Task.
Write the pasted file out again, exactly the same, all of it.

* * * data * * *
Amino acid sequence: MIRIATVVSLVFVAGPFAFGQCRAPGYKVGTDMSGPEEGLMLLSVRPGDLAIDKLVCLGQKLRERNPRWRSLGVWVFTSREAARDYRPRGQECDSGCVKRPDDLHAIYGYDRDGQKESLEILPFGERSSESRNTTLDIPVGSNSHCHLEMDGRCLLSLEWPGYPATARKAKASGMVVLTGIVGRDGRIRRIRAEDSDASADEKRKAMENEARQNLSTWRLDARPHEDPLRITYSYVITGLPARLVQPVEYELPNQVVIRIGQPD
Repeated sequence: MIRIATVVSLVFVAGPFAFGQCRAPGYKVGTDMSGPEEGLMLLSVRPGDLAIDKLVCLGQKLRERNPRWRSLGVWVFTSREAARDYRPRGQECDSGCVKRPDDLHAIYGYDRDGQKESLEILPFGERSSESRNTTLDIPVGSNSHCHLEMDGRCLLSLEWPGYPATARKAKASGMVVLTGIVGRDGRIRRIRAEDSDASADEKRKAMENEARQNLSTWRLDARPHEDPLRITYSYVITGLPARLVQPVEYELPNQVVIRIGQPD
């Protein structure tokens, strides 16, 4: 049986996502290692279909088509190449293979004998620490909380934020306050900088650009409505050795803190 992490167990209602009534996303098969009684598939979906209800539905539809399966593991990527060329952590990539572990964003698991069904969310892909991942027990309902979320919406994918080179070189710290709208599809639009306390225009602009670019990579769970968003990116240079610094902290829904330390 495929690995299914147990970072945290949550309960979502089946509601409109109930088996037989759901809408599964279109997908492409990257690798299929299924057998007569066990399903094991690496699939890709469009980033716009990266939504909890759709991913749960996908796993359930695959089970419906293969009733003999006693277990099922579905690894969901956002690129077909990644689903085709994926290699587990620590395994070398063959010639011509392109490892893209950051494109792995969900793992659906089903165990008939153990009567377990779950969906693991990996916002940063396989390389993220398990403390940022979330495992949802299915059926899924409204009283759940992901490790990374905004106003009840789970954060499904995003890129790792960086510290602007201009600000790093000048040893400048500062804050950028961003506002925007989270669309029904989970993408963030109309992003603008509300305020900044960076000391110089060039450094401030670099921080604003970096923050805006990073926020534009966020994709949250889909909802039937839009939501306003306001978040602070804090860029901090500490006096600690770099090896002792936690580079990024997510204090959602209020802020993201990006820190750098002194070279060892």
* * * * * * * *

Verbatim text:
Amino acid sequence: MIRIATVVSLVFVAGPFAFGQCRAPGYKVGTDMSGPEEGLMLLSVRPGDLAIDKLVCLGQKLRERNPRWRSLGVWVFTSREAARDYRPRGQECDSGCVKRPDDLHAIYGYDRDGQKESLEILPFGERSSESRNTTLDIPVGSNSHCHLEMDGRCLLSLEWPGYPATARKAKASGMVVLTGIVGRDGRIRRIRAEDSDASADEKRKAMENEARQNLSTWRLDARPHEDPLRITYSYVITGLPARLVQPVEYELPNQVVIRIGQPD
Repeated sequence: MIRIATVVSLVFVAGPFAFGQCRAPGYKVGTDMSGPEEGLMLLSVRPGDLAIDKLVCLGQKLRERNPRWRSLGVWVFTSREAARDYRPRGQECDSGCVKRPDDLHAIYGYDRDGQKESLEILPFGERSSESRNTTLDIPVGSNSHCHLEMDGRCLLSLEWPGYPATARKAKASGMVVLTGIVGRDGRIRRIRAEDSDASADEKRKAMENEARQNLSTWRLDARPHEDPLRITYSYVITGLPARLVQPVEYELPNQVVIRIGQPD
């Protein structure tokens, strides 16, 4: 049986996502290692279909088509190449293979004998620490909380934020306050900088650009409505050795803190 992490167990209602009534996303098969009684598939979906209800539905539809399966593991990527060329952590990539572990964003698991069904969310892909991942027990309902979320919406994918080179070189710290709208599809639009306390225009602009670019990579769970968003990116240079610094902290829904330390 495929690995299914147990970072945290949550309960979502089946509601409109109930088996037989759901809408599964279109997908492409990257690798299929299924057998007569066990399903094991690496699939890709469009980033716009990266939504909890759709991913749960996908796993359930695959089970419906293969009733003999006693277990099922579905690894969901956002690129077909990644689903085709994926290699587990620590395994070398063959010639011509392109490892893209950051494109792995969900793992659906089903165990008939153990009567377990779950969906693991990996916002940063396989390389993220398990403390940022979330495992949802299915059926899924409204009283759940992901490790990374905004106003009840789970954060499904995003890129790792960086510290602007201009600000790093000048040893400048500062804050950028961003506002925007989270669309029904989970993408963030109309992003603008509300305020900044960076000391110089060039450094401030670099921080604003970096923050805006990073926020534009966020994709949250889909909802039937839009939501306003306001978040602070804090860029901090500490006096600690770099090896002792936690580079990024997510204090959602209020802020993201990006820190750098002194070279060892």